The correlation between two asset classes is a measurement of how much the two are moving in step.
Put simple, asset classes with a high positive correlation will move up and down very much alike. On the other hand will asset classes with low correlations not move in lock step.
Correlation is always calculated on past data, so there is no guarantee that the number will stay absolutely the same.
Let us illustrate the above said:
The S&P 500 Index has a very high correlation to the DJIA with 0.97. This is only logical, as all of the 30 DJIA Stocks are by definition the biggest entities of the SP500 Index.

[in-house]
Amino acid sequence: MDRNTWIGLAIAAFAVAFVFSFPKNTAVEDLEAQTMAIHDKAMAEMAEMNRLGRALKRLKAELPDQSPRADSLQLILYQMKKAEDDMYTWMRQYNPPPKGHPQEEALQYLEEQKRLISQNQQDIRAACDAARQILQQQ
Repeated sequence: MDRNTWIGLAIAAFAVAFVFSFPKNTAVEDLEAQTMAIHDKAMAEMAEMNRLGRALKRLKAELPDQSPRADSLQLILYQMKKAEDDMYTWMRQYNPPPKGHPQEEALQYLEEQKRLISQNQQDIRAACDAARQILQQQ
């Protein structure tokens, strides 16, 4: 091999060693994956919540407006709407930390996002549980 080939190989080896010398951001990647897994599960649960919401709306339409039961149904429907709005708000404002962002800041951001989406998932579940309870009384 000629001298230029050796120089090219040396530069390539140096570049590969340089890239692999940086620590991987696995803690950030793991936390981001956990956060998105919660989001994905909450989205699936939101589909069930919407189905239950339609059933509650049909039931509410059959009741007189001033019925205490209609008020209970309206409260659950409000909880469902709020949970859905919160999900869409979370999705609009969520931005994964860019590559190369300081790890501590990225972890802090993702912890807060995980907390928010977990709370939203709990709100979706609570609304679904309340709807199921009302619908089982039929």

On the other hand is the correlation between the price of gold, and the SP500 only 0.06; showing that the two have not moved into the same directions very often.
Asset classes with small or even negative correlations make for a smother ride, as the ups and down's of one asset class should be evened out by the down's and up's of the other. It also offers rebalancing opportunities.